U.S. Profiles Former Bermuda Resident

February 7, 2011

rainey-joseph The US Census Bureau has profiled former Bermuda resident Joseph Rainey today [Feb 7], to mark the seventh day of Black History Month.

Born into slavery in 1832, Joseph Rainey lived in Bermuda from 1862-1866, and went on to become the first African American to serve in the U.S. House of Representatives,

“I tell you that the Negro will never rest until he gets his rights,” he said on the House Floor. “We ask [for civil rights] because we know it is proper,” Mr Rainey added, “not because we want to deprive any other class of the rights and immunities they enjoy, but because they are granted to us by the law of the land.”

Joseph Hayne Rainey was born on June 21, 1832, to Grace and Edward L. Rainey in Georgetown, South Carolina. Edward Rainey was a barber, and his master permitted him to work independently if he shared some of his profits, as required by law.

In 1859, Joseph Rainey traveled to Philadelphia, where he met and married his wife, Susan, a mulatto, originally from the West Indies. Mr Rainey continued to work as a barber, and the couple had three children: Joseph II, Herbert, and Olivia.

The Confederate Army called Mr Rainey to service when the Civil War broke out in 1861. At first, he dug trenches to fortify the outskirts of Charleston. He later worked as a cook and a steward aboard a blockade runner, a Confederate ship charged with carrying tradable goods through the Union Navy’s blockade of the South.

In 1862, he and his wife escaped to Bermuda. We had abolished slavery in 1834, and proved a hospitable home for the Raineys, who lived in St. George’s where Mr Rainey set up a successful barbershop.

The Bermuda National Trust said: “It is believed that Joseph Rainey, a free Black man from South Carolina, operated a barber shop in or near the kitchen at Tucker House [pictured below] from 1862-1865. Rainey and his wife arrived in Bermuda during 1862, after escaping the South due to the American Civil War. Rainey must of lead a busy life in the local community as a barber and lodge member and his wife also established herself as a successful dressmaker.”

Tucker House St. George's Bermuda Feb 7th 2011-1-3

Though he only spent a few years in Bermuda, historians suggest that Mr Rainey’s experiences living in a community where black people had been free for three decades had a profound impact on him and his political mindset.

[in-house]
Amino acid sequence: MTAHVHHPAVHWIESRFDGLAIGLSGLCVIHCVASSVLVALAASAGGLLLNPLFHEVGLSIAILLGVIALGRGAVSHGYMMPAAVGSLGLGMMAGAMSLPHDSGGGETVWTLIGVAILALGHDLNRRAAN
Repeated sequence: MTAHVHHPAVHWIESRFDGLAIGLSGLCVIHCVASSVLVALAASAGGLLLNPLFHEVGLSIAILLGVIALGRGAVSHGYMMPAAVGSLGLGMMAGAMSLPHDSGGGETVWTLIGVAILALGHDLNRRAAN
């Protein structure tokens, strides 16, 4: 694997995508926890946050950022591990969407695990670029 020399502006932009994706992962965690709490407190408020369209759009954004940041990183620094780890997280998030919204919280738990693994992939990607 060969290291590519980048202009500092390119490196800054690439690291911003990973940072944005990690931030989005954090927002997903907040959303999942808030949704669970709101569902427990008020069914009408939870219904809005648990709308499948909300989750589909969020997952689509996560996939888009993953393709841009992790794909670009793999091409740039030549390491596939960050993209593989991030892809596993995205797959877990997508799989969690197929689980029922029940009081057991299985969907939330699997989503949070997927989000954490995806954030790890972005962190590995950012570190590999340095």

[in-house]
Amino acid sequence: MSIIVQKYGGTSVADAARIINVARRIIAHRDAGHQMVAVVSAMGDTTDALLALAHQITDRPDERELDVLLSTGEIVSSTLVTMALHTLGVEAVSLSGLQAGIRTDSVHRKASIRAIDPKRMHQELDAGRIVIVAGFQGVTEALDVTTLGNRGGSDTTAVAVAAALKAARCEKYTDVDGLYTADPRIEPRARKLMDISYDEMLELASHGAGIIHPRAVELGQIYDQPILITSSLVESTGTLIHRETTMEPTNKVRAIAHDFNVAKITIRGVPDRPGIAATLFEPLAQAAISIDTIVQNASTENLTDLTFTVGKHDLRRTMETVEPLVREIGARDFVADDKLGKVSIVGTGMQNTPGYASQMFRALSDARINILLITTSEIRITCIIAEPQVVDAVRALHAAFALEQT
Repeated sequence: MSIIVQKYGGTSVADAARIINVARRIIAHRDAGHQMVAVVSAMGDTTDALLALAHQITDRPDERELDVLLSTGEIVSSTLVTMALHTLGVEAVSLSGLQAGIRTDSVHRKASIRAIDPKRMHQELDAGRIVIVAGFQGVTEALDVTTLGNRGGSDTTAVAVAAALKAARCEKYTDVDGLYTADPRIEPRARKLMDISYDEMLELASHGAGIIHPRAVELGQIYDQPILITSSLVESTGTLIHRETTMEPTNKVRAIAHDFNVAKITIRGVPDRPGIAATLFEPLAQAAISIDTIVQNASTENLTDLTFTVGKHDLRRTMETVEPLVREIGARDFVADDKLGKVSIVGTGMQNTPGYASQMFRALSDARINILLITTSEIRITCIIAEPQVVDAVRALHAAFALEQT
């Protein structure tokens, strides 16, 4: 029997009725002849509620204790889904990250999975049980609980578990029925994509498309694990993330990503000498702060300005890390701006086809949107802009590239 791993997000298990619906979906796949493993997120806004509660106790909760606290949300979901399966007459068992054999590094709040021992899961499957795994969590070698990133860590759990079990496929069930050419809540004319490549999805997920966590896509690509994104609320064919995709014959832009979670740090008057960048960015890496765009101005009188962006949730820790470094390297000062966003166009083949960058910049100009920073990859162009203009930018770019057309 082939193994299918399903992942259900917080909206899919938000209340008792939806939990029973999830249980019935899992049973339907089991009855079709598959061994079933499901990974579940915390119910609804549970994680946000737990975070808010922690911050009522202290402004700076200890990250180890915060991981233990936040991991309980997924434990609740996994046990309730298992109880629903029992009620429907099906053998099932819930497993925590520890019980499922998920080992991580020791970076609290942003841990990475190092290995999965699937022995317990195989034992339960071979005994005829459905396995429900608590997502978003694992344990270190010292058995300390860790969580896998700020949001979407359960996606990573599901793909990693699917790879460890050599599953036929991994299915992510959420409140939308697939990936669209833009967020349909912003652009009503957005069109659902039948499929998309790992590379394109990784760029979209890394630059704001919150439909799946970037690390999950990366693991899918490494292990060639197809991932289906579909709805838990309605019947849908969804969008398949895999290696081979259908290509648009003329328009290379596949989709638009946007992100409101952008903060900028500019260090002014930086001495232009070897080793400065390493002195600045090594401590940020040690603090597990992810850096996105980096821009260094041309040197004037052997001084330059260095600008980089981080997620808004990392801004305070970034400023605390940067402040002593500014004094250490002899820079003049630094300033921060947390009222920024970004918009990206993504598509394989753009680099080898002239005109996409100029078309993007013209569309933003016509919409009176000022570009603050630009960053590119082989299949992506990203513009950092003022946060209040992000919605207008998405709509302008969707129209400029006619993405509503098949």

Bermuda’s blacks had been free for nearly 30 years when Rainey arrived, but it was still a British colony with close commercial ties to the South. St. George’s was the hub of the blockade running business in Bermuda, and the Raineys were able to use the resultant thriving economy and growing population to their advantage.

Rainey was said by Bermuda historian John Stow to have been “invariably courteous to everyone, a good listener, a hard worker and possessed a strength of character which carried him from a slave’s cradle to a position of national importance in Washington, DC.”

In St. George’s, Stow wrote, “Rainey came into contact with a community all of whose members had enjoyed freedom and education for more than a generation. His personality expanded and his quick mind grew.”

Everyone needed a skilled barber in the booming town, and Mr Rainey and his wife rented a room in a small building on Tucker’s Lane, which joins York and Water Streets, then turned their room into a barbershop. Once known as “Silk Alley,” it was later renamed “Barber Alley” in his honor.

Barber's Alley St. George's Bermuda Feb 7th 2011-1-2——Barber's Alley St. George's Bermuda Feb 7th 2011-1

Writing in 1953, Stow said that there were “still among us those whose fathers were shaved or had their hair trimmed” by Mr Rainey. “Many of the notables of the town frequented his shop and conversed about men and affairs and helped him in his efforts to improve his education. Mr. Joseph Ming Hayward corrected his (writing) exercise books for him while waiting his turn in the chair.” Rainey continued his education on his own, borrowing books from neighbors and friends.